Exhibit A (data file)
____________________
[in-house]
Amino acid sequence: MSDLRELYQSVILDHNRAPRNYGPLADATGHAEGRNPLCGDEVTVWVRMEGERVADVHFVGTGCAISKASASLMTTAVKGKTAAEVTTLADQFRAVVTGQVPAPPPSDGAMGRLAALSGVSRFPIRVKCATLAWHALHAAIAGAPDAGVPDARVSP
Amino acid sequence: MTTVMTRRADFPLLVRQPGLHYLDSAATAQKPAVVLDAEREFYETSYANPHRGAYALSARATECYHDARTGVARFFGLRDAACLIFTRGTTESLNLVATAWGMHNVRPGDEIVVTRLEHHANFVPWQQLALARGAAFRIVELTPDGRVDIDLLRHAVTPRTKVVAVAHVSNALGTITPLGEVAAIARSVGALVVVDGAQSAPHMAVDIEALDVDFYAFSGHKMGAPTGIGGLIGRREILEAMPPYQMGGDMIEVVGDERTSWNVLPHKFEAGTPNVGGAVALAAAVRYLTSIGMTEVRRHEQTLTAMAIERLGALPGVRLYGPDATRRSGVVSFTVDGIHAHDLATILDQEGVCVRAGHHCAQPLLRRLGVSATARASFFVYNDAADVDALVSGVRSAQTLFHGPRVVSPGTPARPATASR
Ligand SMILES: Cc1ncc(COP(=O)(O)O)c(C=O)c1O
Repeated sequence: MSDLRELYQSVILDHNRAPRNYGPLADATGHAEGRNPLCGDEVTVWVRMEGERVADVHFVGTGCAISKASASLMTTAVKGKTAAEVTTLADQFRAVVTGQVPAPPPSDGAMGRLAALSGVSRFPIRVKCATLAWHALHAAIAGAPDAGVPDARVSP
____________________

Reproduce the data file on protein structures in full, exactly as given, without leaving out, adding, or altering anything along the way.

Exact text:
[in-house]
Amino acid sequence: MSDLRELYQSVILDHNRAPRNYGPLADATGHAEGRNPLCGDEVTVWVRMEGERVADVHFVGTGCAISKASASLMTTAVKGKTAAEVTTLADQFRAVVTGQVPAPPPSDGAMGRLAALSGVSRFPIRVKCATLAWHALHAAIAGAPDAGVPDARVSP
Amino acid sequence: MTTVMTRRADFPLLVRQPGLHYLDSAATAQKPAVVLDAEREFYETSYANPHRGAYALSARATECYHDARTGVARFFGLRDAACLIFTRGTTESLNLVATAWGMHNVRPGDEIVVTRLEHHANFVPWQQLALARGAAFRIVELTPDGRVDIDLLRHAVTPRTKVVAVAHVSNALGTITPLGEVAAIARSVGALVVVDGAQSAPHMAVDIEALDVDFYAFSGHKMGAPTGIGGLIGRREILEAMPPYQMGGDMIEVVGDERTSWNVLPHKFEAGTPNVGGAVALAAAVRYLTSIGMTEVRRHEQTLTAMAIERLGALPGVRLYGPDATRRSGVVSFTVDGIHAHDLATILDQEGVCVRAGHHCAQPLLRRLGVSATARASFFVYNDAADVDALVSGVRSAQTLFHGPRVVSPGTPARPATASR
Ligand SMILES: Cc1ncc(COP(=O)(O)O)c(C=O)c1O
Repeated sequence: MSDLRELYQSVILDHNRAPRNYGPLADATGHAEGRNPLCGDEVTVWVRMEGERVADVHFVGTGCAISKASASLMTTAVKGKTAAEVTTLADQFRAVVTGQVPAPPPSDGAMGRLAALSGVSRFPIRVKCATLAWHALHAAIAGAPDAGVPDARVSP